What we say

Everything about Red Bull’s testing programme exuded quiet confidence. Combined with Verstappen’s on-track performance, it’s safe to say that last year’s team to beat is still this year’s team to beat.


Every time the Ferrari was on track during testing it looked stable and fast, and quick lap times came easily for both drivers. There are cautionary tales from previous seasons about Ferrari’s testing performance flattering to deceive, but under F1’s new regulations it’s clear the team has made a big step forward and left its fight with the squabbling midfield pack behind.

Ferrari’s fastest lap was 0.695s off Verstappen’s benchmark time, but was also set one hour earlier in the day before the sun had fully set and the track had cooled to a more optimum temperature. Leclerc set his best time on the second softest compound, the C4, before switching to the C5s and failing to improve by a tenth of a second (underlining Pirelli’s theory that there was very little to choose between the two softest compounds in Bahrain).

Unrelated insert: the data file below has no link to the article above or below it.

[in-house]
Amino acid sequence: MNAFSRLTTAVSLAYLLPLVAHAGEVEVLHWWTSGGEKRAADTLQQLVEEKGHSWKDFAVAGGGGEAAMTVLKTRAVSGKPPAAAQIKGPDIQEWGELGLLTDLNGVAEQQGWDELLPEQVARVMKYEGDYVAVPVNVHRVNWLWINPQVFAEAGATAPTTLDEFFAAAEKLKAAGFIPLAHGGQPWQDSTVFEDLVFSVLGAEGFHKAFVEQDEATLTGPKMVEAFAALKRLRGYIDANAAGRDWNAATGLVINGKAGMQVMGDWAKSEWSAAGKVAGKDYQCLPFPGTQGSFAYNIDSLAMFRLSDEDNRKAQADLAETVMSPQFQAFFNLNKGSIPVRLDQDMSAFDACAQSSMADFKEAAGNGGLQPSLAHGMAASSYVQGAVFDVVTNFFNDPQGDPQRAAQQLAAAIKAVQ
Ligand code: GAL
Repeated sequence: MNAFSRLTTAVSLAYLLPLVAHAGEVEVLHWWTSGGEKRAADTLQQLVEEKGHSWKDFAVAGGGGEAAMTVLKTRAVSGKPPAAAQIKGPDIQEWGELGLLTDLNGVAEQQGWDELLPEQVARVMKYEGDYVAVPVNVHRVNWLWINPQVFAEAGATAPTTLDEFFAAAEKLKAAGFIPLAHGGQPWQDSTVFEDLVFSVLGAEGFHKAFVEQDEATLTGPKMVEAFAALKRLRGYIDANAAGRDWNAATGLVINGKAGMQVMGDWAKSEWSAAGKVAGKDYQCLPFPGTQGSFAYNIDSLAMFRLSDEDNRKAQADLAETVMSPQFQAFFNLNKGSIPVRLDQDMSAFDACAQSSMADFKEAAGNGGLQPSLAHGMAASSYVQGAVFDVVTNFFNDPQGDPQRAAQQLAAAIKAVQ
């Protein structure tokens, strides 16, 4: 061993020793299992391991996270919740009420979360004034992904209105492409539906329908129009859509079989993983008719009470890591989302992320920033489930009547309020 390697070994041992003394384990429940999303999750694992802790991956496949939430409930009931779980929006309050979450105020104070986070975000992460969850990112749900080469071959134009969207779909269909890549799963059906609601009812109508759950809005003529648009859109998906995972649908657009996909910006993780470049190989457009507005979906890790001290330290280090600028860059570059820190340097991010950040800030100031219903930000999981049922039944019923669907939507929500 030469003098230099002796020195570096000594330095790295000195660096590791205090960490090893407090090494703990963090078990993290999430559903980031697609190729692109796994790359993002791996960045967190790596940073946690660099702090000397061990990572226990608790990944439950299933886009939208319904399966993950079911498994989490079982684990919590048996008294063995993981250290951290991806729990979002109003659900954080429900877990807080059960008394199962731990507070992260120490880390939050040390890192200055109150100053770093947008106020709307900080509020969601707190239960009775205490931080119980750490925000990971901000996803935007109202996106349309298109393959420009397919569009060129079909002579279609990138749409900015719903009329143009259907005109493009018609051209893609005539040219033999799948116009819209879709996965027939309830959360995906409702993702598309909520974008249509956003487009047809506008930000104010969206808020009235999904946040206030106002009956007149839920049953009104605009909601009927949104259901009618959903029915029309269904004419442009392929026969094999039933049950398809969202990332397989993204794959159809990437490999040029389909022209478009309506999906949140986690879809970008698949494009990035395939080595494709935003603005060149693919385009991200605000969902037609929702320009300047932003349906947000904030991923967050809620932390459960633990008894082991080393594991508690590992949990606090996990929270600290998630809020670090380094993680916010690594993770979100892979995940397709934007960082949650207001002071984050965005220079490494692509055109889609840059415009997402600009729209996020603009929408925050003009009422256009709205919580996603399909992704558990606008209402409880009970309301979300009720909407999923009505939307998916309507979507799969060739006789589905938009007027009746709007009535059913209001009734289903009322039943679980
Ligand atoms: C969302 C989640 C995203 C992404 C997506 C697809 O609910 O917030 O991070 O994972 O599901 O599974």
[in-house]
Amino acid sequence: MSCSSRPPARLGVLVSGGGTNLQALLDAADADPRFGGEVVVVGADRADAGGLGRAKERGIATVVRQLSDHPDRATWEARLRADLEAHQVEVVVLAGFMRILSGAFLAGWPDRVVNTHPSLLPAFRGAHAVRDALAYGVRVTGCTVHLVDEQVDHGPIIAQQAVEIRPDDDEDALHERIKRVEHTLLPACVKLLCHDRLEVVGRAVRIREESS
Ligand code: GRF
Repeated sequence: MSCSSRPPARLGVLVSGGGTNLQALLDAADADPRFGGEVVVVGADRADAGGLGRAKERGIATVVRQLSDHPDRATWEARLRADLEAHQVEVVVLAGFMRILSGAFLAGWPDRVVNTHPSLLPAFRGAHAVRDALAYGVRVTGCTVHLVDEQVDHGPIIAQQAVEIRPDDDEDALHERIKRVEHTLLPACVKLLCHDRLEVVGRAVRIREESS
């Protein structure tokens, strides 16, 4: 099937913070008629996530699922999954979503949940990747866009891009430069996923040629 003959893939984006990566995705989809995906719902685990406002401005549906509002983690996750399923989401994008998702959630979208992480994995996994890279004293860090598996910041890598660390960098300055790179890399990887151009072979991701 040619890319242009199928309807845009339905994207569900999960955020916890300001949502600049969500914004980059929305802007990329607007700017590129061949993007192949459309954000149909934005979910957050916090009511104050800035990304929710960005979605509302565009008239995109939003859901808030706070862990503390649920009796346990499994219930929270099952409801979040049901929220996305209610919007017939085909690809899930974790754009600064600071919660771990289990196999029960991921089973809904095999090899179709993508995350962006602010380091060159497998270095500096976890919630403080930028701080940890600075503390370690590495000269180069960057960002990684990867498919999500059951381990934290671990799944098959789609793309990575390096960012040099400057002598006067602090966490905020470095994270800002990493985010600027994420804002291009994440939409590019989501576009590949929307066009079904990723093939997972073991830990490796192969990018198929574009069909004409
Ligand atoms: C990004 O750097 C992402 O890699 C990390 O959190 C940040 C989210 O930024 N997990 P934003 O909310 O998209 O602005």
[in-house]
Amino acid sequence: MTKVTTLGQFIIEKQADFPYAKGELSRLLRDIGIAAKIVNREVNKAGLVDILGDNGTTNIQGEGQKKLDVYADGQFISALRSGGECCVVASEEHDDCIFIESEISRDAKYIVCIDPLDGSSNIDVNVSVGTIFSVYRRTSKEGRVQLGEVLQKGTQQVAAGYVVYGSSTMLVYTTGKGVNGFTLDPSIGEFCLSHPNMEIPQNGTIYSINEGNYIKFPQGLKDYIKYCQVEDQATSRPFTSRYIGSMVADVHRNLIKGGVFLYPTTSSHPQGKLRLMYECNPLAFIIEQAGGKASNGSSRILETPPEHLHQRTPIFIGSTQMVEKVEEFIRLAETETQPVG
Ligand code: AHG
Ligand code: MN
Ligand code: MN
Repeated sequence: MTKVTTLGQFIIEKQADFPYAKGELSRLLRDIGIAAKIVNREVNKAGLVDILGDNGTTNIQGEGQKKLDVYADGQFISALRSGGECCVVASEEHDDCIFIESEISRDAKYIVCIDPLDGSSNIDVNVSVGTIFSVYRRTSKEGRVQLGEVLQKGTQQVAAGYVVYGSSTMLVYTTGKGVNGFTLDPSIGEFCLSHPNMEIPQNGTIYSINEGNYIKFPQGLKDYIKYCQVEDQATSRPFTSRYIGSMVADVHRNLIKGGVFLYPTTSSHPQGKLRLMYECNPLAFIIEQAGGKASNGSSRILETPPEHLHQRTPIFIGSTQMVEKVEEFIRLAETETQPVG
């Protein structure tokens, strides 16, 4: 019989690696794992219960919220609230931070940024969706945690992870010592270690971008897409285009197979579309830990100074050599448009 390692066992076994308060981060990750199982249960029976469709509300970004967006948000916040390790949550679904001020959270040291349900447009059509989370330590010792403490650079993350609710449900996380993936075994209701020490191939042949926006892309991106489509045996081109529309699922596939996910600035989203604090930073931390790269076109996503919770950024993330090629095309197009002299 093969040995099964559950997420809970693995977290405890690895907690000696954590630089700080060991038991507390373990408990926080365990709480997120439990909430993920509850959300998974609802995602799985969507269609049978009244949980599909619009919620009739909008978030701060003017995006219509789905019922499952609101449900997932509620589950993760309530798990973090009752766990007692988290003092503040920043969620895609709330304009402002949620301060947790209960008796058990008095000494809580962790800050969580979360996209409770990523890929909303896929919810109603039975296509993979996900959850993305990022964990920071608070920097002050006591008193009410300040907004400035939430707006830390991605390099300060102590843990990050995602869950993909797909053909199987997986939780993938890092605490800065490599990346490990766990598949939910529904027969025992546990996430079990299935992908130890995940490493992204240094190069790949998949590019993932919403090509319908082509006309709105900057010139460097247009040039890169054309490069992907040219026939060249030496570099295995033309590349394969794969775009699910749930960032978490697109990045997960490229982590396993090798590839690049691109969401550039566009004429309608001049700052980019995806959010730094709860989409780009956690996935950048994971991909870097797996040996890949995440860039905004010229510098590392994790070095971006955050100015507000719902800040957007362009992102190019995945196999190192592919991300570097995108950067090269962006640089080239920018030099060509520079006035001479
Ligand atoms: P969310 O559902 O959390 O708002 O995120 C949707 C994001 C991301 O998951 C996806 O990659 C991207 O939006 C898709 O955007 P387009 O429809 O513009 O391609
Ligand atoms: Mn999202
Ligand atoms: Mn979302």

It wasn’t possible to pick a full race sim out of Ferrari’s data on the final day when conditions were at their best, but Carlos Sainz completed a series of 12-lap runs in the morning around the same time that Lewis Hamilton was on his race sim. All three yielded average lap times between 1:40.2 and 1:40.8, on the C3 compound, which compare favourably with the second stint of Hamilton’s race sim which averaged out at 1:41.2 on the C2 compound.

It wasn’t a direct comparison, but there’s every reason to believe Ferrari has a pace advantage over Mercedes, even if it is just shy of Red Bull.

What they say